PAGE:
Showing 181 - 190 of 571 annotations in the genre "Novel"
Sultana, a doctor who escaped her illiterate nomadic background to study and work in France, returns to her native Algeria when she hears of the death of her former lover and fellow physician, Yacine. She is treated with hostility, but defiantly stays in Yacine’s place at the clinic. Vincent, a Frenchman who is the baffled recipient of a perfectly matched kidney from a young Algerian woman, travels to the desert to explore the culture of this unknown person whose death has brought him back to life.
Sultana and Vincent meet through their common friendship with the furtive, questioning children, Dalila and Alilou. Vincent and Salah, Yasmine’s best friend, both fall in love with Sultana, but she seems indifferent to them. The violence and suspicion of the town leaders causes her to regress into anorexia and mutism, during which she is tormented by the horrible memory of the loss of her parents. Her three male friends and the village women help her to recover a sense of self worth, but she must flee when the leaders set fire to their dwellings. A glimmer of optimism can be found in the aspirations of the children and the solidarity of the women.
Please note that in order to properly annotate this novel, the novel's surprise ending will be revealed here. Snowman--who used to be called, Jimmy--is a rare survivor of a dreadful catastrophe that seems to have been both the product and the demise of modern science. He lives in a tree, clad in rags, hiding from relentless heat and hoarding his precarious cache of food and alcohol, while he tries to obliterate consciousness and avoid contact with a peculiar race of beings, the Crakers. Through a series of reminiscences as he makes his way back to where he once worked, Snowman's past slowly advances to meet his future.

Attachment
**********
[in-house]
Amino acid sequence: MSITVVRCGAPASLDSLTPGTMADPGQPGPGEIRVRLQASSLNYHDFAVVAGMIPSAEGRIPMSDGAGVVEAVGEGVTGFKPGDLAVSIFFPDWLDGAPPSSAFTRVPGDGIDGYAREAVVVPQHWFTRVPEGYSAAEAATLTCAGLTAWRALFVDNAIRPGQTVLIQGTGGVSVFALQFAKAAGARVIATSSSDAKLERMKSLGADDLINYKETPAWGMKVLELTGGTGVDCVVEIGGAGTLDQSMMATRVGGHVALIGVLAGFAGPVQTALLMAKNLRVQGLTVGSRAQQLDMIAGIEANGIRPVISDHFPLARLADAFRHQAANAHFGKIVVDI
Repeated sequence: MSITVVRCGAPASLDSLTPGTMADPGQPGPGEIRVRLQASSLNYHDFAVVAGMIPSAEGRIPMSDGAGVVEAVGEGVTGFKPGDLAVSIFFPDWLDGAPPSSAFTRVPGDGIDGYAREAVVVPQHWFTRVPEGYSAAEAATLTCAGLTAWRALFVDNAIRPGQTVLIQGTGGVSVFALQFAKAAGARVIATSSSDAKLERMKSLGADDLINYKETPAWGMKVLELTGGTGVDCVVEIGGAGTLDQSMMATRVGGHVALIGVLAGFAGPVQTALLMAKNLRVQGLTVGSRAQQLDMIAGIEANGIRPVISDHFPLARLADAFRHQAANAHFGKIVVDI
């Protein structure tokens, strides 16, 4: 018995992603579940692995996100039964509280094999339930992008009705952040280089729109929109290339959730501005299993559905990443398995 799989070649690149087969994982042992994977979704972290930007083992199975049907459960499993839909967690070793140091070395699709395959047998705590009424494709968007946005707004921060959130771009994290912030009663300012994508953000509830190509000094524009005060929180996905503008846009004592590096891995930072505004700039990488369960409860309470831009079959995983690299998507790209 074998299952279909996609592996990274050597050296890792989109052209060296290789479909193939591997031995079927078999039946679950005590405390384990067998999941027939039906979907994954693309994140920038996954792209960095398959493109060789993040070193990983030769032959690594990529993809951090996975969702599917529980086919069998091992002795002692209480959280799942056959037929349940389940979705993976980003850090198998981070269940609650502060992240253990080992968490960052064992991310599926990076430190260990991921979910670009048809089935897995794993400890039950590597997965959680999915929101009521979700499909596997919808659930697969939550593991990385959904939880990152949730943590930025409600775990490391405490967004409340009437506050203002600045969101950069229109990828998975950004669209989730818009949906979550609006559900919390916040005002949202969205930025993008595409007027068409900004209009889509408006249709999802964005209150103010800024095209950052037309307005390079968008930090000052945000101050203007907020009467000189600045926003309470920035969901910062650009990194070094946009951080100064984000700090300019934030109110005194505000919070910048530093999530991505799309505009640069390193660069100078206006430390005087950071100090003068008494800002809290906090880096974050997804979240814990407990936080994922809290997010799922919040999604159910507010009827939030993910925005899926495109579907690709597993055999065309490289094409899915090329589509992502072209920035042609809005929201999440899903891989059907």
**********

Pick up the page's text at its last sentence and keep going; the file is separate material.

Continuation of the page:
The world heated up to be uninhabitable desert and genetic engineering created more problems (and species! [pigoons, rakunks, wolvogs]) than solutions. People became increasingly reliant on artificial environments--both internal and external--while their purveyors--drug and technology firms--held ever greater but unthinking power. The world was divided into two: the rich, safe controlled spaces and the dangerous chaotic realm of the poor. Then an epidemic wiped out most of the human race.
Two friends are central to the story: brilliant but inscrutable Crake whose nerdy gift for science had a role in engineering the 'pure' Crakers and the horrifying world that they occupy; and beautiful, seductive Oryx whose regard of knowing innocence heaps scorn upon messy human desire and emotion. They are the Yin and Yang of the "constructed" world. Only at the end, the reader learns that Oryx was murdered by Crake, who was slain by Snowman. It seems that his arduous journey was simply to destroy the history of the events that he had written and left behind.